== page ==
Cabin Fever

Knowing what I know now, here's what I would have done differently for my Wildacres experience:

  • I would have taken more fun or "intense" books to read. I took one wonderful manuscript of a friend and a bunch of "how to" writing books. Curling up at night with a book on how to write better dialogue wasn't cutting it. I would have been better off taking books I could get "lost" in to make the time go by.
  • I would have gone out more. This was advice written by prior cabin dweller's in the journals. "Go to town, go out for a meal, leave the cabin," they urged.  But I was there to work! Surely three hours driving into town and hanging out would be wasteful. So I didn't go. But wish I had. I think a little more time spent around people during the week would have made me appreciate the alone time at the cabin.
  • Worked on a different project. This one is a maybe. I spent all week working on my non-fiction book and accomplished a lot. The book was 90% written when I arrived but in desperate need of order and editing. So most of my time was spent cutting/pasting/editing and not writing.  I wonder if the experience would have been different if I had exhausted myself with some creative writing time. Still... the editing had needed to be done for a month and being at the cabin finally gave me the chance to sit down and knock it out. The book is close to done-done at this point. (Or, done enough that I'm ready to have it read and critiqued).

As it was, I spent so much time in the cabin (it rained a good deal which I kind of enjoyed. The cabin had a tin roof and the rain rustling in the trees heard through the open windows was pleasant) that I quickly grew weary of it. Coming back from a walk and walking the gravel drive that led to the cabin door, my body and mind would feel heavy. I'd sigh as I entered the room. I missed people. Specific people, yes. But even just having a body sitting in the chair next to me, not talking, would have been nice. I missed the presence of people.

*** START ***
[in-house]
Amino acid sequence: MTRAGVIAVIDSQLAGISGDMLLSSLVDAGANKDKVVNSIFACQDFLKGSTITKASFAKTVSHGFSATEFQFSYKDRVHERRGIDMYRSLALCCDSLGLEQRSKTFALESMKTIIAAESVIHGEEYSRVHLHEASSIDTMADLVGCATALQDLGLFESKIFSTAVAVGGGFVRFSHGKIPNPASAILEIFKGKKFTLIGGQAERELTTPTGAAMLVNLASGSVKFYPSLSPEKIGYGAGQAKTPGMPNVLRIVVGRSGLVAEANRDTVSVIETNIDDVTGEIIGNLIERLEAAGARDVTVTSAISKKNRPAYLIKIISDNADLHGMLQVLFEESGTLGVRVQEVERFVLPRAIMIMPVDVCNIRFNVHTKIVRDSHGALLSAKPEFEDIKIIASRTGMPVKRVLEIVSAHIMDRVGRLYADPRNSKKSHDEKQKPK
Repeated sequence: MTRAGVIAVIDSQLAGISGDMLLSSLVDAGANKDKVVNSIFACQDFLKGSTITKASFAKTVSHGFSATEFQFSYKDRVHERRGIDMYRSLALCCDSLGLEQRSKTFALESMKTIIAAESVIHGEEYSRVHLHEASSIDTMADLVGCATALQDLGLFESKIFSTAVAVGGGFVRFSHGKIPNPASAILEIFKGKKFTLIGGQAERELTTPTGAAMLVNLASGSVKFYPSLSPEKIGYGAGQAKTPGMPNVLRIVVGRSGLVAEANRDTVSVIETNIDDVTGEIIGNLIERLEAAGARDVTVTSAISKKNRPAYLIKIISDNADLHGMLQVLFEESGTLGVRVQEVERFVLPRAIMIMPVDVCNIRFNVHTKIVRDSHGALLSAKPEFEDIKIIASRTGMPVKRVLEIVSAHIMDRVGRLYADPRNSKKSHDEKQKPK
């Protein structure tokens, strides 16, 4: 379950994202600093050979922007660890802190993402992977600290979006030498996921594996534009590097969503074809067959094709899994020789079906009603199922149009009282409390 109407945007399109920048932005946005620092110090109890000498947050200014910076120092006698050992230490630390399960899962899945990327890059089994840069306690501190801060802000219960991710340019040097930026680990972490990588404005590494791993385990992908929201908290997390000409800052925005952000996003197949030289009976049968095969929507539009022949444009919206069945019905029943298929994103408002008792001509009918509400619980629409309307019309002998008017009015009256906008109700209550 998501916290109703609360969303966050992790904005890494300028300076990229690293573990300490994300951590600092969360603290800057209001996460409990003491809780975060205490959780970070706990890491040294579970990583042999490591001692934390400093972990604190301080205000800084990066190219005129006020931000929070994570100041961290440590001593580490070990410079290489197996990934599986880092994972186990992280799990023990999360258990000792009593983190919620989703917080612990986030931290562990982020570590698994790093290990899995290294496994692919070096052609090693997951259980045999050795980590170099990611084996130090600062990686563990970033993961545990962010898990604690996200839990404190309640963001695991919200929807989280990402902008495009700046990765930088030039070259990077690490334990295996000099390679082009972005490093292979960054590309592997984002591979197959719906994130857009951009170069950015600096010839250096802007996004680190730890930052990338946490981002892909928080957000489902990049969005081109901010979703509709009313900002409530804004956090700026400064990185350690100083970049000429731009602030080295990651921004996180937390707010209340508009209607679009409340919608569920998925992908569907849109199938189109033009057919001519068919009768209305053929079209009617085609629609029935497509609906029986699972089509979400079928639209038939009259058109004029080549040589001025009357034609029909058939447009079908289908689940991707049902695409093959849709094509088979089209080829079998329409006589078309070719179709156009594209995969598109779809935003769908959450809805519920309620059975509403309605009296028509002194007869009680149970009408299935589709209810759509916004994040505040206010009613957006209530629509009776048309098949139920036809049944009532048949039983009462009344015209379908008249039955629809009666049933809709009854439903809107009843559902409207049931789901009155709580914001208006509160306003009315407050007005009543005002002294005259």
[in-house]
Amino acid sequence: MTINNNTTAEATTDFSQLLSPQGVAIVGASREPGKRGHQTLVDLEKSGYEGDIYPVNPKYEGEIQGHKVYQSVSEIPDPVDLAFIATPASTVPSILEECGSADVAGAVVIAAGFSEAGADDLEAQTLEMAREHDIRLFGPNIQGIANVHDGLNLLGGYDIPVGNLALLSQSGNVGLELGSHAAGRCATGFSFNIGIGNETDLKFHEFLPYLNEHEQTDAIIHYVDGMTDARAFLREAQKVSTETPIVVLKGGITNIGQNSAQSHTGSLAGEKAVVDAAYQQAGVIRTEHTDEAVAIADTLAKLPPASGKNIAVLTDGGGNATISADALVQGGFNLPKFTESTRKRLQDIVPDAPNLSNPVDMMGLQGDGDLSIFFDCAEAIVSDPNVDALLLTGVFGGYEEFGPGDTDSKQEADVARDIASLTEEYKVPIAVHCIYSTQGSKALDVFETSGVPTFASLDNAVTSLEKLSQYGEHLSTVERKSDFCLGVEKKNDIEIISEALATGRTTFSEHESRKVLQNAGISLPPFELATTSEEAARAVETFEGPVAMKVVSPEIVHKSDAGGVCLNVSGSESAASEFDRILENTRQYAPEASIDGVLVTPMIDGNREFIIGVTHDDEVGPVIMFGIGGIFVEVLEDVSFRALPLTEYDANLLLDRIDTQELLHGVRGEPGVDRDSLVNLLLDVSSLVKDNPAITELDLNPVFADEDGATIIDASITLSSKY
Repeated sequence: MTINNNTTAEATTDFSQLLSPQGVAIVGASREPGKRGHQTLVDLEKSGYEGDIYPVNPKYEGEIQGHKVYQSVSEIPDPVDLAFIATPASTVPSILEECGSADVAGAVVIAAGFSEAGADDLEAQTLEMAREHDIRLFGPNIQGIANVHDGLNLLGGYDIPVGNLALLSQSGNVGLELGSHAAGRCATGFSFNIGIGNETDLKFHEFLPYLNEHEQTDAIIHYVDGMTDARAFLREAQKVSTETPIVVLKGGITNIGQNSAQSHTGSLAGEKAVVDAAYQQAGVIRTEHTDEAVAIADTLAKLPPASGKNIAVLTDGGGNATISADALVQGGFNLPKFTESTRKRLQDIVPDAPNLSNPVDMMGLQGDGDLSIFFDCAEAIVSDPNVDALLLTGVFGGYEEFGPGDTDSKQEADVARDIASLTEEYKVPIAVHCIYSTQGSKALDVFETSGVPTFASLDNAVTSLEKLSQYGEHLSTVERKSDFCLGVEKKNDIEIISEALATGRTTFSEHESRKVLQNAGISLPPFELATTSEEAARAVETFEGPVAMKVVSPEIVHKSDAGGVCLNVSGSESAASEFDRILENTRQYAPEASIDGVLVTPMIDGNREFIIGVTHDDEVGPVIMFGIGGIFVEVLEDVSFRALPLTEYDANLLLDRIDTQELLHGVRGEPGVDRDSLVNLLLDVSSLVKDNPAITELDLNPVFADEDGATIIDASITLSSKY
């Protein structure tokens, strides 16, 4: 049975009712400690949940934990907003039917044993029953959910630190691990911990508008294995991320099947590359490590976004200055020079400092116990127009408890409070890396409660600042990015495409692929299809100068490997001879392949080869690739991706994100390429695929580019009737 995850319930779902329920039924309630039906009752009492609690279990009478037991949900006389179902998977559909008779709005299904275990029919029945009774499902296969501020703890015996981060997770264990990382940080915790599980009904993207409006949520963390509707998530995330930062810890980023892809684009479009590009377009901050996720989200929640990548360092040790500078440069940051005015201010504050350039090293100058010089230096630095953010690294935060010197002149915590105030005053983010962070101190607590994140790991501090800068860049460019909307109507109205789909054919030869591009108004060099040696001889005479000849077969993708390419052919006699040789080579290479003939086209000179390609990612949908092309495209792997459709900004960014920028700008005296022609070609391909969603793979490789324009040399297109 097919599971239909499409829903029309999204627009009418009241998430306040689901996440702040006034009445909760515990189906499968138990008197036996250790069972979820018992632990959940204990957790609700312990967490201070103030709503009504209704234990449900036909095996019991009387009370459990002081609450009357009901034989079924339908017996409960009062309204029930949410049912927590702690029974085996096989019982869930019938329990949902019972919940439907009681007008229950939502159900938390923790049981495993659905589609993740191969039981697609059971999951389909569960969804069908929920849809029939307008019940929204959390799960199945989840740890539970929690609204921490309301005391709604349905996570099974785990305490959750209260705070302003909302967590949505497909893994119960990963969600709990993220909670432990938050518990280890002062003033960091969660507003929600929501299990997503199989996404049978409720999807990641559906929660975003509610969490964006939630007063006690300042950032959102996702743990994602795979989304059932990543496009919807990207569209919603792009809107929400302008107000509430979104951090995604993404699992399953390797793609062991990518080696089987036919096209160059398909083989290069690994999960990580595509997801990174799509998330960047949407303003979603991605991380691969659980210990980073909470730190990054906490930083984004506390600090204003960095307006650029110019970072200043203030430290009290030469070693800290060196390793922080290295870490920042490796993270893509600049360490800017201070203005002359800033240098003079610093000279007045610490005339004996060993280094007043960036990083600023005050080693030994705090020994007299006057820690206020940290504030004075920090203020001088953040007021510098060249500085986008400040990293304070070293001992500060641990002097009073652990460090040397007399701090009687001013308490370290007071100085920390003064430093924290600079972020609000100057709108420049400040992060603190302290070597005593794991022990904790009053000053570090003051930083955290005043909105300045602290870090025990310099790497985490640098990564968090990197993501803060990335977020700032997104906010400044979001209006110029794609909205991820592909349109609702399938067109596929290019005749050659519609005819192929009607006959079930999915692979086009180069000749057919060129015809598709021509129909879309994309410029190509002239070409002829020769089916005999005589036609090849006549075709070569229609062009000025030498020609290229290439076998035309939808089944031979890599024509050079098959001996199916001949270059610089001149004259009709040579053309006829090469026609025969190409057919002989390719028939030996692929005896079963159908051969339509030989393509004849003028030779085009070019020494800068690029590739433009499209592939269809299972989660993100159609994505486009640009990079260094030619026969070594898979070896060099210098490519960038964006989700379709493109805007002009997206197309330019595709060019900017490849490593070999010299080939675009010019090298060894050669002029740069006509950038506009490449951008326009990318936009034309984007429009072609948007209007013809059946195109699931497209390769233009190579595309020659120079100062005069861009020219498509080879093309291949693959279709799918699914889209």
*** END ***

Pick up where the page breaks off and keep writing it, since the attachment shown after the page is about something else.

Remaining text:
I have to admit, I was disappointed in myself. I'd been so looking forward to this week of solitude. A whole week just to write and be creative! And yet I was ready to pack it up on day two. But I found comfort in a writer friend, a woman who I consider to be a gifted and "serious" writer. She spent a week at Wildacres last year and said she was unnerved by the experience as well.  She's done several residencies and said she's never had trouble anywhere else except Wildacres. It was just too much solitude. (She is also very into energies and she wonders if there is some sort of negative energy flow around the cabin or mountain). I don't know about that, but this woman is someone I would expect to thrive in this environment and the fact that she found it a challenge as well makes me feel better.

On the bright side, there is nothing like time away to make you appreciate what you have. Our home was in desperate need of a good cleaning and I cheerfully spent 4 hours Saturday morning whisking dust away, happy to be home and have the chance to do it.

This week is one I would normally describe as a "nightmare" of projects and talks and due dates, but I'm whistling as I go about my work. So much to be done--yea! What a full life I am fortunate to lead.  My meltdown on this blog last month about my doing waaaay to much volunteer work has changed over to gratitude. Being away reminded me why I'm involved with all the groups and projects that I am. It's because I like the people and the projects are important to me. That got lost in the "This is due now and I'm overwhelmed and stressed" living of daily life.  For the moment, at least, it's more "This is due now and I'm stressed but lucky me--I get to work on this."

Speaking of which, a multitude of projects are staring at me from my desk, awaiting my attention. Cabin Fever is gone, lots of good energy back in the worklife. So the cabin probably gave me what I needed after all.